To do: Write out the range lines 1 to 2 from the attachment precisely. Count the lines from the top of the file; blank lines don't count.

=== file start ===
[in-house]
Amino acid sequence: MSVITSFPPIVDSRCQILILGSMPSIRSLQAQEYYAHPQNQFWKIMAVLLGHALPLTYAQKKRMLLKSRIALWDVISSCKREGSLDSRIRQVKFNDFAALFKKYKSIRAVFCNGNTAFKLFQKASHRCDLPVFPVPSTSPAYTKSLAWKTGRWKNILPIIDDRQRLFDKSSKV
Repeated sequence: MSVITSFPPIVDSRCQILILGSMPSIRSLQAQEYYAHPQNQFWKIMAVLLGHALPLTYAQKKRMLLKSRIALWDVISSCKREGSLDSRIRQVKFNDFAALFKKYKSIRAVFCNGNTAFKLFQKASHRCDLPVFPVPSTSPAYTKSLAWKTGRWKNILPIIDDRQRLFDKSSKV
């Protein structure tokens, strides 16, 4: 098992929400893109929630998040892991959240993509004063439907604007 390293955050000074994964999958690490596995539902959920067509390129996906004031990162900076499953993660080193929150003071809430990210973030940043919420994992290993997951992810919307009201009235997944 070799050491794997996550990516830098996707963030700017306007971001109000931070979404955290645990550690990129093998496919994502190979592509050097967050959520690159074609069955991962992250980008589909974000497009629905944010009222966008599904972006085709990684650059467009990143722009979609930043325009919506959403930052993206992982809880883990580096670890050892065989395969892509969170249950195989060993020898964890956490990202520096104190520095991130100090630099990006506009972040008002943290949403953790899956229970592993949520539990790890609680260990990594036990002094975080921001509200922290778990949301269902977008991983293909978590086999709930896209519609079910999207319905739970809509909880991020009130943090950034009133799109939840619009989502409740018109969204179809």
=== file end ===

[in-house]
Amino acid sequence: MSVITSFPPIVDSRCQILILGSMPSIRSLQAQEYYAHPQNQFWKIMAVLLGHALPLTYAQKKRMLLKSRIALWDVISSCKREGSLDSRIRQVKFNDFAALFKKYKSIRAVFCNGNTAFKLFQKASHRCDLPVFPVPSTSPAYTKSLAWKTGRWKNILPIIDDRQRLFDKSSKV